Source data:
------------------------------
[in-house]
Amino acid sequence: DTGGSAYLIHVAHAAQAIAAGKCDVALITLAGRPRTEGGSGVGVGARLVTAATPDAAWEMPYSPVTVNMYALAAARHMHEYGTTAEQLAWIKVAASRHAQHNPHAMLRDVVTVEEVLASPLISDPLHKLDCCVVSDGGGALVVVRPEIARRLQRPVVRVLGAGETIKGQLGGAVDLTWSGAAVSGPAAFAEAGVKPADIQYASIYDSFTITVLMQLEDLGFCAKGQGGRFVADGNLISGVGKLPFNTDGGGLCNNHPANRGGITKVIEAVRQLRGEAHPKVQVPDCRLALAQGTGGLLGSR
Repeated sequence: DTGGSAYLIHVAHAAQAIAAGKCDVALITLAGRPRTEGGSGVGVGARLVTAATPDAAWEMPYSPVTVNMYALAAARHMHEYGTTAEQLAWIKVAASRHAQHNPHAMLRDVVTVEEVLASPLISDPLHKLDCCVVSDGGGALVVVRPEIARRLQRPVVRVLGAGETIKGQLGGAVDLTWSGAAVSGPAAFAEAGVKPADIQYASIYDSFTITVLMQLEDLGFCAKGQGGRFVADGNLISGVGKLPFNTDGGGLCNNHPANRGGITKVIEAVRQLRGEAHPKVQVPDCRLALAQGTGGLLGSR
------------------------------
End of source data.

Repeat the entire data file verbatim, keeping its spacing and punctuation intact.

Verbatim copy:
[in-house]
Amino acid sequence: DTGGSAYLIHVAHAAQAIAAGKCDVALITLAGRPRTEGGSGVGVGARLVTAATPDAAWEMPYSPVTVNMYALAAARHMHEYGTTAEQLAWIKVAASRHAQHNPHAMLRDVVTVEEVLASPLISDPLHKLDCCVVSDGGGALVVVRPEIARRLQRPVVRVLGAGETIKGQLGGAVDLTWSGAAVSGPAAFAEAGVKPADIQYASIYDSFTITVLMQLEDLGFCAKGQGGRFVADGNLISGVGKLPFNTDGGGLCNNHPANRGGITKVIEAVRQLRGEAHPKVQVPDCRLALAQGTGGLLGSR
Repeated sequence: DTGGSAYLIHVAHAAQAIAAGKCDVALITLAGRPRTEGGSGVGVGARLVTAATPDAAWEMPYSPVTVNMYALAAARHMHEYGTTAEQLAWIKVAASRHAQHNPHAMLRDVVTVEEVLASPLISDPLHKLDCCVVSDGGGALVVVRPEIARRLQRPVVRVLGAGETIKGQLGGAVDLTWSGAAVSGPAAFAEAGVKPADIQYASIYDSFTITVLMQLEDLGFCAKGQGGRFVADGNLISGVGKLPFNTDGGGLCNNHPANRGGITKVIEAVRQLRGEAHPKVQVPDCRLALAQGTGGLLGSR